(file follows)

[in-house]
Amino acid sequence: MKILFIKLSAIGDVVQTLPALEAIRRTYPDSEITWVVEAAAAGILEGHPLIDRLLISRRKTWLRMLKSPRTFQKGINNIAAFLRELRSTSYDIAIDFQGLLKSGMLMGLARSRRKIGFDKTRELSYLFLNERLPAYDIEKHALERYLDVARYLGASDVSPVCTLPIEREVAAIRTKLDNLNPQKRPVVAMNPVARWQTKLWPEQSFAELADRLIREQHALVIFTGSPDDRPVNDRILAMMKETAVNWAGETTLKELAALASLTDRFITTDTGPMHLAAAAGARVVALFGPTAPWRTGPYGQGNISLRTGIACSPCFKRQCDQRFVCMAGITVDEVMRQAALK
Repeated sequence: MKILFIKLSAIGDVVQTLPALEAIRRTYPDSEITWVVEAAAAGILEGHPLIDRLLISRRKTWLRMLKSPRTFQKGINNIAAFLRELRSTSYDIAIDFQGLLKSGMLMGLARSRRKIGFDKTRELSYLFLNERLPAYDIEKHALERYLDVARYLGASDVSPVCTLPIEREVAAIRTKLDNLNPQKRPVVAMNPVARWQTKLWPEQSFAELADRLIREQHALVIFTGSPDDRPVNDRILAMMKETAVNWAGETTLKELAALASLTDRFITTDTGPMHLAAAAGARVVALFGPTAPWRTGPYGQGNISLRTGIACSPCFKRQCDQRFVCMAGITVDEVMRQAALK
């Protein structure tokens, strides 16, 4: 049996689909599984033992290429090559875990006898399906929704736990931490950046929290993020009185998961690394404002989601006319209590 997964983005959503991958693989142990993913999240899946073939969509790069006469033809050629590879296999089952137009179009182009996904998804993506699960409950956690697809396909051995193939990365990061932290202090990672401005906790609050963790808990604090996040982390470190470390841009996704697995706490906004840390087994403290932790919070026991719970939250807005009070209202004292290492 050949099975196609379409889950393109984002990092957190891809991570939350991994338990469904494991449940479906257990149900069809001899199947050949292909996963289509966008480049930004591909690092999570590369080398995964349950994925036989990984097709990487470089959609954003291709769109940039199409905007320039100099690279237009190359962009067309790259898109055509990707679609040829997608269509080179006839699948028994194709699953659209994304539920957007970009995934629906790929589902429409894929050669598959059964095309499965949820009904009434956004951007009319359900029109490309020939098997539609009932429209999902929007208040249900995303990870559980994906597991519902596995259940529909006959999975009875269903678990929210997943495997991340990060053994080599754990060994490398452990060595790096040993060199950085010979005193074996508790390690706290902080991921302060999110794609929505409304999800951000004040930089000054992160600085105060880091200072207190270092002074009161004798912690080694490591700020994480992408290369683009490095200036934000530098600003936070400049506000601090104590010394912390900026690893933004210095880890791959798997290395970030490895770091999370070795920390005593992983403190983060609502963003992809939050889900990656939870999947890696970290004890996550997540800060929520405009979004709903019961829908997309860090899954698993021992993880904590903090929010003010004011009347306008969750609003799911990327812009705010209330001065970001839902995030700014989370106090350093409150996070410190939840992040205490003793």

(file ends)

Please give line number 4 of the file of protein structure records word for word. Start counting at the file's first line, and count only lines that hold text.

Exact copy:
């Protein structure tokens, strides 16, 4: 049996689909599984033992290429090559875990006898399906929704736990931490950046929290993020009185998961690394404002989601006319209590 997964983005959503991958693989142990993913999240899946073939969509790069006469033809050629590879296999089952137009179009182009996904998804993506699960409950956690697809396909051995193939990365990061932290202090990672401005906790609050963790808990604090996040982390470190470390841009996704697995706490906004840390087994403290932790919070026991719970939250807005009070209202004292290492 050949099975196609379409889950393109984002990092957190891809991570939350991994338990469904494991449940479906257990149900069809001899199947050949292909996963289509966008480049930004591909690092999570590369080398995964349950994925036989990984097709990487470089959609954003291709769109940039199409905007320039100099690279237009190359962009067309790259898109055509990707679609040829997608269509080179006839699948028994194709699953659209994304539920957007970009995934629906790929589902429409894929050669598959059964095309499965949820009904009434956004951007009319359900029109490309020939098997539609009932429209999902929007208040249900995303990870559980994906597991519902596995259940529909006959999975009875269903678990929210997943495997991340990060053994080599754990060994490398452990060595790096040993060199950085010979005193074996508790390690706290902080991921302060999110794609929505409304999800951000004040930089000054992160600085105060880091200072207190270092002074009161004798912690080694490591700020994480992408290369683009490095200036934000530098600003936070400049506000601090104590010394912390900026690893933004210095880890791959798997290395970030490895770091999370070795920390005593992983403190983060609502963003992809939050889900990656939870999947890696970290004890996550997540800060929520405009979004709903019961829908997309860090899954698993021992993880904590903090929010003010004011009347306008969750609003799911990327812009705010209330001065970001839902995030700014989370106090350093409150996070410190939840992040205490003793």